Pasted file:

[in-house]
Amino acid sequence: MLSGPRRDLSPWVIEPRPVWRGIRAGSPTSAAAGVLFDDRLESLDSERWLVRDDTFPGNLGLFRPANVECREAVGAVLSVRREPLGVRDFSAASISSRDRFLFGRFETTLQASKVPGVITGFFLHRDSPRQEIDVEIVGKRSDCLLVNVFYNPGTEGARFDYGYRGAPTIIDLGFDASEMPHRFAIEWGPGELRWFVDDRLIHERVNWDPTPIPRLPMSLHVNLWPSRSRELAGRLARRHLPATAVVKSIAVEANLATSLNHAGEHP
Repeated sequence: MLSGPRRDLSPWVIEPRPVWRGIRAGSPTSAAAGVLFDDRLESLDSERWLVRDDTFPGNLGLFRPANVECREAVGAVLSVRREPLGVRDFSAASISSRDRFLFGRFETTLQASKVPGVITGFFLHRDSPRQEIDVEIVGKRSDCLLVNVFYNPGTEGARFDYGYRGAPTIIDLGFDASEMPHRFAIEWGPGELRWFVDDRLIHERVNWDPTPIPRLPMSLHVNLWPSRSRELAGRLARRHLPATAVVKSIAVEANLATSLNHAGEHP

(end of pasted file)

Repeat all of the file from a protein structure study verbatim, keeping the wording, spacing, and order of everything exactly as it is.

[in-house]
Amino acid sequence: MLSGPRRDLSPWVIEPRPVWRGIRAGSPTSAAAGVLFDDRLESLDSERWLVRDDTFPGNLGLFRPANVECREAVGAVLSVRREPLGVRDFSAASISSRDRFLFGRFETTLQASKVPGVITGFFLHRDSPRQEIDVEIVGKRSDCLLVNVFYNPGTEGARFDYGYRGAPTIIDLGFDASEMPHRFAIEWGPGELRWFVDDRLIHERVNWDPTPIPRLPMSLHVNLWPSRSRELAGRLARRHLPATAVVKSIAVEANLATSLNHAGEHP
Repeated sequence: MLSGPRRDLSPWVIEPRPVWRGIRAGSPTSAAAGVLFDDRLESLDSERWLVRDDTFPGNLGLFRPANVECREAVGAVLSVRREPLGVRDFSAASISSRDRFLFGRFETTLQASKVPGVITGFFLHRDSPRQEIDVEIVGKRSDCLLVNVFYNPGTEGARFDYGYRGAPTIIDLGFDASEMPHRFAIEWGPGELRWFVDDRLIHERVNWDPTPIPRLPMSLHVNLWPSRSRELAGRLARRHLPATAVVKSIAVEANLATSLNHAGEHP